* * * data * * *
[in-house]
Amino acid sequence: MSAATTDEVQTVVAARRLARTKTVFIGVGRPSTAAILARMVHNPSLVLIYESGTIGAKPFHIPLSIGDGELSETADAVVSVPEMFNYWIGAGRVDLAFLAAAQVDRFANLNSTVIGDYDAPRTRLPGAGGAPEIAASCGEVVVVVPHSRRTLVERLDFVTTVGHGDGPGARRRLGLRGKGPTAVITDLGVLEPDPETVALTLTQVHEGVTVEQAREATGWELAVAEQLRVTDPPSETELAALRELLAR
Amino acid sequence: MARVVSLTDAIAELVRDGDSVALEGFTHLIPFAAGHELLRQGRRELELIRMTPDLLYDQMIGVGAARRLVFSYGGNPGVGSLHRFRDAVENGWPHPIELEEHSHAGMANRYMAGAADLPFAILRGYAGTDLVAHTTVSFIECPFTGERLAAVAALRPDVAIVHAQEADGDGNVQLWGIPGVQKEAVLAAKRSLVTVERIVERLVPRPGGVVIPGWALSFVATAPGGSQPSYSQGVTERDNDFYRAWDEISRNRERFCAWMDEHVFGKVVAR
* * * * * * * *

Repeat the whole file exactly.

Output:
[in-house]
Amino acid sequence: MSAATTDEVQTVVAARRLARTKTVFIGVGRPSTAAILARMVHNPSLVLIYESGTIGAKPFHIPLSIGDGELSETADAVVSVPEMFNYWIGAGRVDLAFLAAAQVDRFANLNSTVIGDYDAPRTRLPGAGGAPEIAASCGEVVVVVPHSRRTLVERLDFVTTVGHGDGPGARRRLGLRGKGPTAVITDLGVLEPDPETVALTLTQVHEGVTVEQAREATGWELAVAEQLRVTDPPSETELAALRELLAR
Amino acid sequence: MARVVSLTDAIAELVRDGDSVALEGFTHLIPFAAGHELLRQGRRELELIRMTPDLLYDQMIGVGAARRLVFSYGGNPGVGSLHRFRDAVENGWPHPIELEEHSHAGMANRYMAGAADLPFAILRGYAGTDLVAHTTVSFIECPFTGERLAAVAALRPDVAIVHAQEADGDGNVQLWGIPGVQKEAVLAAKRSLVTVERIVERLVPRPGGVVIPGWALSFVATAPGGSQPSYSQGVTERDNDFYRAWDEISRNRERFCAWMDEHVFGKVVAR